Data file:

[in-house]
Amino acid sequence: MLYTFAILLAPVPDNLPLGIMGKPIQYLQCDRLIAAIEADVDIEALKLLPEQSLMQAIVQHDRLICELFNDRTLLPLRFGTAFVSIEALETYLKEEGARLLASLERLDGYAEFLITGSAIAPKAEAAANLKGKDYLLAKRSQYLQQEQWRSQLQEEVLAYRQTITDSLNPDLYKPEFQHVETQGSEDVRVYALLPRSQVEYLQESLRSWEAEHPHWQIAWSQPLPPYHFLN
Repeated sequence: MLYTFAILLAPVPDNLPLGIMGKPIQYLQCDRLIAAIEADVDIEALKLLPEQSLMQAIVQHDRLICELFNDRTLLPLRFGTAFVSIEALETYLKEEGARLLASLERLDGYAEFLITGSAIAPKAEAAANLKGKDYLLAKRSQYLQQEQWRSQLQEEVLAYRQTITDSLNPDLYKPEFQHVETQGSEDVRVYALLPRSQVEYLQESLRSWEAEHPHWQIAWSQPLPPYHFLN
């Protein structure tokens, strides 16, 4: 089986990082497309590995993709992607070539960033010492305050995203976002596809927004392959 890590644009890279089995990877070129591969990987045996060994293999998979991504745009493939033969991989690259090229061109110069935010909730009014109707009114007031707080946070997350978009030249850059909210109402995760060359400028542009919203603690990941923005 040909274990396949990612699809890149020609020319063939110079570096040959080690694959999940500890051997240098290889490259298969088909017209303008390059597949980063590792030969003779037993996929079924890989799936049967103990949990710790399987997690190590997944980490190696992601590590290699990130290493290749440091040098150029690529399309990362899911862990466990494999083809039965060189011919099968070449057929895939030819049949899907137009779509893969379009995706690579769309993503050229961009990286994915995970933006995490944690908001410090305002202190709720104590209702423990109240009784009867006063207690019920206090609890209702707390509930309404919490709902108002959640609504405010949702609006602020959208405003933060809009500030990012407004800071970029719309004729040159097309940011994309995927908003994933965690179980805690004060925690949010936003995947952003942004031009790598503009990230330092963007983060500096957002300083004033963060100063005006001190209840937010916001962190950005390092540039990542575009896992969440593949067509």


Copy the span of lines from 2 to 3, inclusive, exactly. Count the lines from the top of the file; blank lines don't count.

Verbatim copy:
Amino acid sequence: MLYTFAILLAPVPDNLPLGIMGKPIQYLQCDRLIAAIEADVDIEALKLLPEQSLMQAIVQHDRLICELFNDRTLLPLRFGTAFVSIEALETYLKEEGARLLASLERLDGYAEFLITGSAIAPKAEAAANLKGKDYLLAKRSQYLQQEQWRSQLQEEVLAYRQTITDSLNPDLYKPEFQHVETQGSEDVRVYALLPRSQVEYLQESLRSWEAEHPHWQIAWSQPLPPYHFLN
Repeated sequence: MLYTFAILLAPVPDNLPLGIMGKPIQYLQCDRLIAAIEADVDIEALKLLPEQSLMQAIVQHDRLICELFNDRTLLPLRFGTAFVSIEALETYLKEEGARLLASLERLDGYAEFLITGSAIAPKAEAAANLKGKDYLLAKRSQYLQQEQWRSQLQEEVLAYRQTITDSLNPDLYKPEFQHVETQGSEDVRVYALLPRSQVEYLQESLRSWEAEHPHWQIAWSQPLPPYHFLN